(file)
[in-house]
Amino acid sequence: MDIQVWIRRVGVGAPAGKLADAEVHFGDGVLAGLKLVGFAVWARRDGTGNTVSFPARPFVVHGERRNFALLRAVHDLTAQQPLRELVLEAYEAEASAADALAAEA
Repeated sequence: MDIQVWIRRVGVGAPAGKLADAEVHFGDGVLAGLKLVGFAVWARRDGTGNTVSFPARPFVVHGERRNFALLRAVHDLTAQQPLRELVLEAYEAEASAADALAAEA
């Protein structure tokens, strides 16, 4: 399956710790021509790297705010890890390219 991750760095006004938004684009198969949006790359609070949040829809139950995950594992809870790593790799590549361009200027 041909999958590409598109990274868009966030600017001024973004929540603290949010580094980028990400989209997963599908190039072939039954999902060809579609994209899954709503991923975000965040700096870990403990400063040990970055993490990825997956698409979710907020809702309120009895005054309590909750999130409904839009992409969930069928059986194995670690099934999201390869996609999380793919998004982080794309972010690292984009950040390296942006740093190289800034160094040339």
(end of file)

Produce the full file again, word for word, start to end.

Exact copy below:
[in-house]
Amino acid sequence: MDIQVWIRRVGVGAPAGKLADAEVHFGDGVLAGLKLVGFAVWARRDGTGNTVSFPARPFVVHGERRNFALLRAVHDLTAQQPLRELVLEAYEAEASAADALAAEA
Repeated sequence: MDIQVWIRRVGVGAPAGKLADAEVHFGDGVLAGLKLVGFAVWARRDGTGNTVSFPARPFVVHGERRNFALLRAVHDLTAQQPLRELVLEAYEAEASAADALAAEA
């Protein structure tokens, strides 16, 4: 399956710790021509790297705010890890390219 991750760095006004938004684009198969949006790359609070949040829809139950995950594992809870790593790799590549361009200027 041909999958590409598109990274868009966030600017001024973004929540603290949010580094980028990400989209997963599908190039072939039954999902060809579609994209899954709503991923975000965040700096870990403990400063040990970055993490990825997956698409979710907020809702309120009895005054309590909750999130409904839009992409969930069928059986194995670690099934999201390869996609999380793919998004982080794309972010690292984009950040390296942006740093190289800034160094040339």